Part 1 Radial Intracardiac Echocardiography in the EP Lab: Right Atrial Procedures

Introduction:

Radial ICE (UltraICE™, Boston Scientific, Natick, MA, USA) uses a mechanical, 9 Fr, 9 MHz catheter, with 360° radial image.  The ultrasound transducer rotates every 1.4° and with full mechanical rotation of the transducer (hence, 256 stacked lines of ultrasound data), a panoramic 360° image is created that is perpendicular to the catheter shaft at the tip.  Radial ICE does not offer doppler capability and image definition is not as good as phased array ICE.  Radial ICE’s 360° scan has a larger field of view and allows for a more comprehensive depiction (compared to phased array) of both atrial chambers and atrioventricular valves with their relationships and it also can be used as intravascular ultrasound for great vessels.  Phased-array 8 French, 4.5–11.5 MHz catheter (AcuNavTM Ultrasound Catheter, Biosense Webster Inc., Diamond Bar, CA) has a 90° sector image, Doppler capability, and is deflectable.  Radial ICE’s mechanical transducer is a non-deflectable catheter thus a steerable sheath (Zurpaz 8.5F Steerable Sheath, Boston Scientific Corporation, Natick, MA or Agilis, St. Jude Medical, St. Paul, MN) is required for precise catheter movements beyond transseptal puncture guidance.

Basic Cardiac Anatomy:

Figure 1 depicts the basic cardiac anatomy revealed with radial ICE and the analogous fluoroscopic views.  The high SVC view permits view of the SVC and ascending aorta and the PA comes into view as one moves inferiorly towards the low SVC.  The mid RA view tends to be the most useful view for orienting oneself in the right heart and (as discussed later) is the most useful view for transseptal access into the left atrium.  The low RA view is useful for delineating complex IVC and CS anatomy.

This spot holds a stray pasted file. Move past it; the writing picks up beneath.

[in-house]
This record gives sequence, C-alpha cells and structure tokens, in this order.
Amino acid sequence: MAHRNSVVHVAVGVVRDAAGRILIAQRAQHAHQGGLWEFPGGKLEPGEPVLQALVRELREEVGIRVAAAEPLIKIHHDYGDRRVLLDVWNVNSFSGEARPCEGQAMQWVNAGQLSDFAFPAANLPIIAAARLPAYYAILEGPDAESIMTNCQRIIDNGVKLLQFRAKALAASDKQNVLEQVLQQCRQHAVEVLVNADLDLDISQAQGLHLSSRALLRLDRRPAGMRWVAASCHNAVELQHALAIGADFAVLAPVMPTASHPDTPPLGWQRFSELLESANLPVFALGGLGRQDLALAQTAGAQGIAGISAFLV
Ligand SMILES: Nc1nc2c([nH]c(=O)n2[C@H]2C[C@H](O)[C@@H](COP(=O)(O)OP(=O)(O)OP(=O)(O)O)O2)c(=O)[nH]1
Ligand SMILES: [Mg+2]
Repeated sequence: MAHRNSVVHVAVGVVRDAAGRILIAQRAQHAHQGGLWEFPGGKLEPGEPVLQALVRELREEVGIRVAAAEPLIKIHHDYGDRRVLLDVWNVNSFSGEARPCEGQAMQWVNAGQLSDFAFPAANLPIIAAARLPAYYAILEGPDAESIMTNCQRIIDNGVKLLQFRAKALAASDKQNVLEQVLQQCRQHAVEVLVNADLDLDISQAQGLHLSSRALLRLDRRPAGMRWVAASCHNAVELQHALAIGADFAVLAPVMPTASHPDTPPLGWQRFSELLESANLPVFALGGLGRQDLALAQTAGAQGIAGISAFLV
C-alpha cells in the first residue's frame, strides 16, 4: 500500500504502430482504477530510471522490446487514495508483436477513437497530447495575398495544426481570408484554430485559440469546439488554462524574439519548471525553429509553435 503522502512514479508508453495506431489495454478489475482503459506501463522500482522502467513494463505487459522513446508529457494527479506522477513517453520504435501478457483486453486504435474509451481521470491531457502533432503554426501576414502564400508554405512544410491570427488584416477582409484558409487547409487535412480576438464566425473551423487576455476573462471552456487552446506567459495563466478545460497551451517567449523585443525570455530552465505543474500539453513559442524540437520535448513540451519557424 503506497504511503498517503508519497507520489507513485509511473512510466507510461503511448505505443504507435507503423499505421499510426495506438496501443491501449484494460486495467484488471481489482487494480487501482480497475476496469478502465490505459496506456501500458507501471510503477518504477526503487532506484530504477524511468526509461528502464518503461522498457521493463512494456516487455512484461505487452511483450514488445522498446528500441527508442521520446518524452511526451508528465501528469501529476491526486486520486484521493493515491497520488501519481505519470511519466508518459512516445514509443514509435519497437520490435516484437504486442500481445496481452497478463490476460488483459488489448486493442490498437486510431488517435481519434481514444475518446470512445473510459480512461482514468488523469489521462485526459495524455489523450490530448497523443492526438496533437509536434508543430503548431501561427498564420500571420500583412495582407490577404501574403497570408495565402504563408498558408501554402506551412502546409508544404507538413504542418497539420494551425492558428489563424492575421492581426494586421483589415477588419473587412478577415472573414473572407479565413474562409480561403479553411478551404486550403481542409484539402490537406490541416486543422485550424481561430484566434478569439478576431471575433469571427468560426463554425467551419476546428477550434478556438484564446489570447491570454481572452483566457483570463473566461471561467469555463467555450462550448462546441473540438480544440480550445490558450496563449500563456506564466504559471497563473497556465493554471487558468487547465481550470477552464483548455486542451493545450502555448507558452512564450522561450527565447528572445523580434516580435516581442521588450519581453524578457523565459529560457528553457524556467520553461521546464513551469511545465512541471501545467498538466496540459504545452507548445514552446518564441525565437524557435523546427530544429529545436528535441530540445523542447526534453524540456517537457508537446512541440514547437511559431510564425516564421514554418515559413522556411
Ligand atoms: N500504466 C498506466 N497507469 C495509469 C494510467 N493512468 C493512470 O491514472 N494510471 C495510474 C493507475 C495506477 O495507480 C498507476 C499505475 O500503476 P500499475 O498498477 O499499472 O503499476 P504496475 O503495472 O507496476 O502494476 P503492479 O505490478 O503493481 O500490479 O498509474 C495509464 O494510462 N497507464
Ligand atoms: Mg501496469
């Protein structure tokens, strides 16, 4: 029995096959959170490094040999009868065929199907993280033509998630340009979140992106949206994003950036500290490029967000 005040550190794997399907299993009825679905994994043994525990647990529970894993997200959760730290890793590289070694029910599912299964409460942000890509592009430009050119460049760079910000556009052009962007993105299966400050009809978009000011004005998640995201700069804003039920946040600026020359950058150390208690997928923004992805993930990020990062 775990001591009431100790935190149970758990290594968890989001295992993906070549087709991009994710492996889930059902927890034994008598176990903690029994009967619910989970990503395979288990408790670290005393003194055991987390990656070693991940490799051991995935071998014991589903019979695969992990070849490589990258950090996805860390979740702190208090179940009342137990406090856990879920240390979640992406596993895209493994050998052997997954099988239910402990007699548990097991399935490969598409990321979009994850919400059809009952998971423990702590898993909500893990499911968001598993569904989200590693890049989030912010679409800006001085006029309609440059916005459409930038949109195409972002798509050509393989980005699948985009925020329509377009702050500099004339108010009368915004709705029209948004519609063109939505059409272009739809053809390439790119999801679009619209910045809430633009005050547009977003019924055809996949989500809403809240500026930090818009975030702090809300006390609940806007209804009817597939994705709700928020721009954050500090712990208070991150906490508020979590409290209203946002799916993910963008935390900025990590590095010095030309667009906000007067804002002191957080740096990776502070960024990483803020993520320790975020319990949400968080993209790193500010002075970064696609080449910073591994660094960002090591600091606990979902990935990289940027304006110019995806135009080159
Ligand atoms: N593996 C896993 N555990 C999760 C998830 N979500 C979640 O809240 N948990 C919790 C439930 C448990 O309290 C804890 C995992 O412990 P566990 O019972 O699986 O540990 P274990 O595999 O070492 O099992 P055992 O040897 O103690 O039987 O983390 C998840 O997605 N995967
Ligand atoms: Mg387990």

Figure 1  Basic Cardiac Anatomy with Radial Intracardiac Echocardiography (ICE).
Figure 1 Basic Cardiac Anatomy with Radial Intracardiac Echocardiography (ICE).

Figure 1  Basic Cardiac Anatomy with Radial Intracardiac Echocardiography (ICE).  The basic radial ICE anatomy is depicted starting superiorly in the high SVC (Level 1), low SVC (Level 2), mid RA (Level 3), and low RA (Level 4).  © 2013 Boston Scientific Corporation or its affiliates. All rights reserved. Used with permission of Boston Scientific Corporation.

 

Right Atrial Intraprocedural Radial ICE Guidance:

AV Node Reentrant Tachycardia requires careful catheter manipulation to modify the slow AV node pathway.  Traditionally, slow AV node pathway modification is guided by fluoroscopic images and electrogram morphology.  Radial ICE-guided AVNRT ablation has been well-described by Fisher et al. [1]    Figure 2 depicts the radial ICE anatomy of the slow AVN pathway during an ablation for AVNRT.  In this case, the patient had a persistent left superior vena cava (SVC) and ablation at attractive electrograms using fluoroscopic guidance did not yield a successful ablation.

Figure 2  Radial ICE Guidance during AVNRT Ablation of the Slow AV Node Pathway.
Figure 2 Radial ICE Guidance during AVNRT Ablation of the Slow AV Node Pathway.

Figure 2  Radial ICE Guidance during AVNRT Ablation of the Slow AV Node Pathway.  The left image depicts initial ablation catheter not in contact with the endocardial location of slow AVN pathway.  The right image clearly depicts adequate electrode-endocardial contact which resulted in a successful ablation.

Radial ICE imaging was then used (with ICE catheter directional guidance via steerable sheath) to anatomically guide the ablation electrode to the slow AVN pathway which is located in the region at the anterior edge of the CS os near the septal insertion of the tricuspid valve leaflet (e.g., the anterior border of triangle of Koch).  The left image shows the initial ablation catheter position and clearly demonstrates the electrode is not in contact with the endocardium.  Ablation catheter manipulation to the location depicted in the right image led to an immediately successful ablation.  Radial ICE guidance during AVNRT ablations allows one to visualize and ensure catheter stability during the ablation to avoid accidental catheter migration as compared to fluoroscopy which does not permit one to constantly monitor the electrode-endocardial interface.